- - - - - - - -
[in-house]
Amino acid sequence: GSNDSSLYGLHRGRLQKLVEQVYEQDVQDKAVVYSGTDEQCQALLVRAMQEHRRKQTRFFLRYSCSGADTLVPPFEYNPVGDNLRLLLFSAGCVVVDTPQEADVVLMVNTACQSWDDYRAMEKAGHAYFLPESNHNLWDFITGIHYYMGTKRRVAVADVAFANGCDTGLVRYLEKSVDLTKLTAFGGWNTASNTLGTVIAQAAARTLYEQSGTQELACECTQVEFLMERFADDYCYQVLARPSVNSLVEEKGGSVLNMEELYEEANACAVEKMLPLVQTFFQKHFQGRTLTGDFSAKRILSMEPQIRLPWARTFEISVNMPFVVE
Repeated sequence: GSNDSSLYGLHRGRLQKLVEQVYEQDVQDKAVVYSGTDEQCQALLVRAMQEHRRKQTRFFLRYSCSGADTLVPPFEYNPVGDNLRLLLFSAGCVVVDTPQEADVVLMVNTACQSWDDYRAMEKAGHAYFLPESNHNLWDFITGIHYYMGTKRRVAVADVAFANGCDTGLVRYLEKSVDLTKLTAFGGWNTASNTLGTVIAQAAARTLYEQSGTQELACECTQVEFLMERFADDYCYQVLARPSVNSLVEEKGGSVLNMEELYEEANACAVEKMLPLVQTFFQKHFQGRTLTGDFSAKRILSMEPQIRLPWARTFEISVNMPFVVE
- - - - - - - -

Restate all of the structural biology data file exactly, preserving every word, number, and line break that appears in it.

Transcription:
[in-house]
Amino acid sequence: GSNDSSLYGLHRGRLQKLVEQVYEQDVQDKAVVYSGTDEQCQALLVRAMQEHRRKQTRFFLRYSCSGADTLVPPFEYNPVGDNLRLLLFSAGCVVVDTPQEADVVLMVNTACQSWDDYRAMEKAGHAYFLPESNHNLWDFITGIHYYMGTKRRVAVADVAFANGCDTGLVRYLEKSVDLTKLTAFGGWNTASNTLGTVIAQAAARTLYEQSGTQELACECTQVEFLMERFADDYCYQVLARPSVNSLVEEKGGSVLNMEELYEEANACAVEKMLPLVQTFFQKHFQGRTLTGDFSAKRILSMEPQIRLPWARTFEISVNMPFVVE
Repeated sequence: GSNDSSLYGLHRGRLQKLVEQVYEQDVQDKAVVYSGTDEQCQALLVRAMQEHRRKQTRFFLRYSCSGADTLVPPFEYNPVGDNLRLLLFSAGCVVVDTPQEADVVLMVNTACQSWDDYRAMEKAGHAYFLPESNHNLWDFITGIHYYMGTKRRVAVADVAFANGCDTGLVRYLEKSVDLTKLTAFGGWNTASNTLGTVIAQAAARTLYEQSGTQELACECTQVEFLMERFADDYCYQVLARPSVNSLVEEKGGSVLNMEELYEEANACAVEKMLPLVQTFFQKHFQGRTLTGDFSAKRILSMEPQIRLPWARTFEISVNMPFVVE